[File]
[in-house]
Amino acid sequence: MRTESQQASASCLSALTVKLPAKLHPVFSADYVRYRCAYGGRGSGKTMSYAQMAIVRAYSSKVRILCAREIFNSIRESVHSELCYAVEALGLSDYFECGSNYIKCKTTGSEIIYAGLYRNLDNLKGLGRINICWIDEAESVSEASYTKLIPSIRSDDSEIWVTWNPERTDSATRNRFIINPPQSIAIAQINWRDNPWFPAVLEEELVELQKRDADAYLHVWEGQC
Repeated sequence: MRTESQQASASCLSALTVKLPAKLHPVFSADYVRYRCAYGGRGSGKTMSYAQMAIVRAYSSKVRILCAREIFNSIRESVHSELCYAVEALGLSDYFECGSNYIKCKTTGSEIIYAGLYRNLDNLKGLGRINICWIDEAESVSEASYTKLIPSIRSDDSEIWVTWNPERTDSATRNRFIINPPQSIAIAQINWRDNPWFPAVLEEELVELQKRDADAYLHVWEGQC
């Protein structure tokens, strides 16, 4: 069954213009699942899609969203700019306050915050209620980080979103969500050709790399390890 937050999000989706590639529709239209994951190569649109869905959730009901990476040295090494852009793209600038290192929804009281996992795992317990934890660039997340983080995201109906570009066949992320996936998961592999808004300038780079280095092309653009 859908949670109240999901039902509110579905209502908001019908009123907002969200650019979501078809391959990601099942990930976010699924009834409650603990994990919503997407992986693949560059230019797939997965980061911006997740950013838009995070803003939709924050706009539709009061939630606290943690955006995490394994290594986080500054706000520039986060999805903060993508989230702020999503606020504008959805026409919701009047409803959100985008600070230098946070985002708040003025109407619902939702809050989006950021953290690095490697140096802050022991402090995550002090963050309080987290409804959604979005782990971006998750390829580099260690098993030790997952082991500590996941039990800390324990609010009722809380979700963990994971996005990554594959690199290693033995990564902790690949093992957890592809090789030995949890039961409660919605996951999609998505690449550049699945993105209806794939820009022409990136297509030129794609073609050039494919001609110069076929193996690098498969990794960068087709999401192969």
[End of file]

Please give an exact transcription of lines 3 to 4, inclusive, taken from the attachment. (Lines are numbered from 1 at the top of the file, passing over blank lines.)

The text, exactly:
Repeated sequence: MRTESQQASASCLSALTVKLPAKLHPVFSADYVRYRCAYGGRGSGKTMSYAQMAIVRAYSSKVRILCAREIFNSIRESVHSELCYAVEALGLSDYFECGSNYIKCKTTGSEIIYAGLYRNLDNLKGLGRINICWIDEAESVSEASYTKLIPSIRSDDSEIWVTWNPERTDSATRNRFIINPPQSIAIAQINWRDNPWFPAVLEEELVELQKRDADAYLHVWEGQC
């Protein structure tokens, strides 16, 4: 069954213009699942899609969203700019306050915050209620980080979103969500050709790399390890 937050999000989706590639529709239209994951190569649109869905959730009901990476040295090494852009793209600038290192929804009281996992795992317990934890660039997340983080995201109906570009066949992320996936998961592999808004300038780079280095092309653009 859908949670109240999901039902509110579905209502908001019908009123907002969200650019979501078809391959990601099942990930976010699924009834409650603990994990919503997407992986693949560059230019797939997965980061911006997740950013838009995070803003939709924050706009539709009061939630606290943690955006995490394994290594986080500054706000520039986060999805903060993508989230702020999503606020504008959805026409919701009047409803959100985008600070230098946070985002708040003025109407619902939702809050989006950021953290690095490697140096802050022991402090995550002090963050309080987290409804959604979005782990971006998750390829580099260690098993030790997952082991500590996941039990800390324990609010009722809380979700963990994971996005990554594959690199290693033995990564902790690949093992957890592809090789030995949890039961409660919605996951999609998505690449550049699945993105209806794939820009022409990136297509030129794609073609050039494919001609110069076929193996690098498969990794960068087709999401192969």